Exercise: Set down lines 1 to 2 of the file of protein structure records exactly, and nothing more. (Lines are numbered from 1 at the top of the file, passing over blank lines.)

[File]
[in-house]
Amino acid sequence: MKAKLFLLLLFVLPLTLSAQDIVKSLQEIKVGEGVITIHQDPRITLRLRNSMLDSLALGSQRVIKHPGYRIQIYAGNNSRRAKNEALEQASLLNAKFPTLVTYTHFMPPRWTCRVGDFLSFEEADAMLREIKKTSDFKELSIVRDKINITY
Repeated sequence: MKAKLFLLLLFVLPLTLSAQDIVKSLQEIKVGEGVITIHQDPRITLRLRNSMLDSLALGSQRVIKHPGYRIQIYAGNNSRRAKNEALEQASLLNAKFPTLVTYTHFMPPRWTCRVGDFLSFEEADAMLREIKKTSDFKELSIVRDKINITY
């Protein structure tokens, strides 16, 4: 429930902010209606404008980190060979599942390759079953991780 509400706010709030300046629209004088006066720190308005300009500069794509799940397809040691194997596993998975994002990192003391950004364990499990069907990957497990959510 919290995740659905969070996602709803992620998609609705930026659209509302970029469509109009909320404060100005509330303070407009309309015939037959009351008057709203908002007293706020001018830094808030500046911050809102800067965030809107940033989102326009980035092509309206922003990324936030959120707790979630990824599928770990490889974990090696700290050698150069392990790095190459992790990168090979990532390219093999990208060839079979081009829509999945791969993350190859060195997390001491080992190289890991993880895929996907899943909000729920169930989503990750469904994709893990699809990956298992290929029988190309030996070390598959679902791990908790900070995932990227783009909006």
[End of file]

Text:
[in-house]
Amino acid sequence: MKAKLFLLLLFVLPLTLSAQDIVKSLQEIKVGEGVITIHQDPRITLRLRNSMLDSLALGSQRVIKHPGYRIQIYAGNNSRRAKNEALEQASLLNAKFPTLVTYTHFMPPRWTCRVGDFLSFEEADAMLREIKKTSDFKELSIVRDKINITY